Seagulls can drink salt water and remove the salt using a set of salt-removing glands. They are one of the few birds that can survive drinking only saltwater, enabling them to fly far out into the ocean. Once the salt is filtered, the gull can flush the salt out through its nostrils.
Seagulls have a great sense of smell, and scientists believe they can smell food from up to three miles away. Their excellent eyesight enables them to spot prey from height or while flying. Most (but not all) seagulls are migratory birds and can travel long distances. Some species, such as the herring gull, will winter in warm climates, while other seagulls will migrate to the Arctic to take advantage of the summer breeding season.
Some seagulls have a very diverse diet, while others are more specialized. Gulls that live near the ocean typically eat fish, crabs, clams, and other crustaceans. Gulls that live in freshwater often eat small fish, insects, and amphibians. Gulls who live in urban areas typically eat food discarded by humans, such as bread, fries, and pizza.
Seagulls are intelligent creatures that have complex social behaviors. Gull colonies are well known for constructing impressive nests out of almost anything they can find. The gull nests protect the eggs and chicks inside them. Seagulls also use their environment to protect their young from predators by using features like cliffs and rocky outcroppings. Seagull colonies range in size from a few seagulls to thousands of them.
Gulls are also very social creatures and will often interact in several ways. They are monogamous and tend to mate for life. Gulls will perform various aerial stunts to show dominance or attract a mate. Gulls sometimes steal food from other gulls, a behavior known as kleptoparasitism.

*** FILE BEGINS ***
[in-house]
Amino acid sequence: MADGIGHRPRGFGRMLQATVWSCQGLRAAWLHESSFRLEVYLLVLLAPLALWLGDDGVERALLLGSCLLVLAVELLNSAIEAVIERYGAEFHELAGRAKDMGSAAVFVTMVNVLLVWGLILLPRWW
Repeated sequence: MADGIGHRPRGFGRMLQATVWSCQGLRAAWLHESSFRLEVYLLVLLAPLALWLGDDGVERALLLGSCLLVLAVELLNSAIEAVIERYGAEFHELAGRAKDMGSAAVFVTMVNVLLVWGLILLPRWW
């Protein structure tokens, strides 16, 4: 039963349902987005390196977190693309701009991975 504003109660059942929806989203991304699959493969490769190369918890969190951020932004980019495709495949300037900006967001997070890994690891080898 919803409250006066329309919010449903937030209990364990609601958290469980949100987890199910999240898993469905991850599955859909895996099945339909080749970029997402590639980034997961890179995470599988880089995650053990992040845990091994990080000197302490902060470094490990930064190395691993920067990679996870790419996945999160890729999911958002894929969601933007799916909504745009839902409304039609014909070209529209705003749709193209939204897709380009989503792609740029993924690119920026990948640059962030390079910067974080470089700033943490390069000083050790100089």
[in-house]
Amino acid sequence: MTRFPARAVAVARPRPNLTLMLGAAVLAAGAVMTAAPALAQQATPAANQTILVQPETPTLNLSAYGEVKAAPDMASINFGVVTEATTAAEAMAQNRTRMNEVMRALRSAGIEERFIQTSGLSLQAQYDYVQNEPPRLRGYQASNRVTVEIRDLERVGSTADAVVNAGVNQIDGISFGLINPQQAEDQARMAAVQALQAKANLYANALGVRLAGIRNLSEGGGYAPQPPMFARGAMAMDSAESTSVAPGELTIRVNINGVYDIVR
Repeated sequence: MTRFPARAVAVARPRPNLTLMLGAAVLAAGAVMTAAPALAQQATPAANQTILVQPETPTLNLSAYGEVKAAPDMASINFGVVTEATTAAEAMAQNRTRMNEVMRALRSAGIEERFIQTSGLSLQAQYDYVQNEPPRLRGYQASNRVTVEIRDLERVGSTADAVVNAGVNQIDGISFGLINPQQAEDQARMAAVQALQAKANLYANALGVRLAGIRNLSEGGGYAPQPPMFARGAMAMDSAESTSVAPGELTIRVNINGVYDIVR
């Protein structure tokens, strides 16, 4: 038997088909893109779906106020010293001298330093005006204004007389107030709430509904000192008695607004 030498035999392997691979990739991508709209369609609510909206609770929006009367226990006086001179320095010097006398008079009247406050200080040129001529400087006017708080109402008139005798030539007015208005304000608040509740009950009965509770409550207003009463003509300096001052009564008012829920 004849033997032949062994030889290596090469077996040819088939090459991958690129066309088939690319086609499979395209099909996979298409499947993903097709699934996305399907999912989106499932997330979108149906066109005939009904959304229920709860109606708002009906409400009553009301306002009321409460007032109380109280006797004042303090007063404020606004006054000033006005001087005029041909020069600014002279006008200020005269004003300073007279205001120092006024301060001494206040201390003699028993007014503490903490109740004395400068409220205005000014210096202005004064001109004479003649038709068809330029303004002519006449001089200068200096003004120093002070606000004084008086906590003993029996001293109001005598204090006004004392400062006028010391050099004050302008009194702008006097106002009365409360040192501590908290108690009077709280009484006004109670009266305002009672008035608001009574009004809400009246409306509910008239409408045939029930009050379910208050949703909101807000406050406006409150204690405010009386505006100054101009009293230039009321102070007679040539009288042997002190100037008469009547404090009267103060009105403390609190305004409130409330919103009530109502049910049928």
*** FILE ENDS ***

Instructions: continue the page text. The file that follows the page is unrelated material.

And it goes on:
Seagulls reproduce in a variety of ways, depending on the species. Most seagulls lay two to three eggs in a nest, but some species will lay up to six eggs. Both parents incubate the eggs for about 18-25 days. After hatching, the parents brood the chicks for about two weeks. Chicks can fly within a few weeks but stay with their parents for several months more.
Gulls typically lay two or three eggs, but some species will lay up to six eggs. The eggs are incubated for about 23 days. Both the male and female seagulls help incubate the eggs and care for the chicks once they hatch. Chicks can start flying within a few weeks after hatching and can reproduce at around two years of age.
Gulls are social creatures and often nest in colonies with other gulls, especially herring gulls. A seagull colony can have thousands of nests! Seagull nests are made out of whatever the birds find lying around, including grass, seaweed, sticks, rocks, debris, and even plastic. Gull nests are often quite large, measuring up to three feet wide!
6 - 8 centimeters
Varies, dark olive with
2 - 3 eggs (on average)
once per year
Maturity & Lifespan
Maturity varies slightly depending on the species of seagull, but generally, seagulls are sexually mature at about two years of age. Around this time, they will leave their colony and find a mate. The average seagull lifespan is 5-15 years, but some gull species can live up to 30 years in the wild!
Pairs of gulls typically remain with a colony of between 5 pairs of hundreds of pairs of other seagulls. They do this for protection against any other predators that want to harm them or scare them away from their nesting ground. Once a colony has found a specific area that they were undisturbed in during nesting season, they will continuously return to the same location each year.
While there are over 40 species of gulls in the world, a few are more commonly seen in North America. The Herring gull and the ring-billed gull are the ones you will find most often at beaches and near coastal areas. The key differences between them are the adult Herring gull is slightly larger, and has pale-colored feet along with a red spot on the lower beak. A juvenile herring will appear speckled brown and does not develop the adult plumage until 4 years of age. <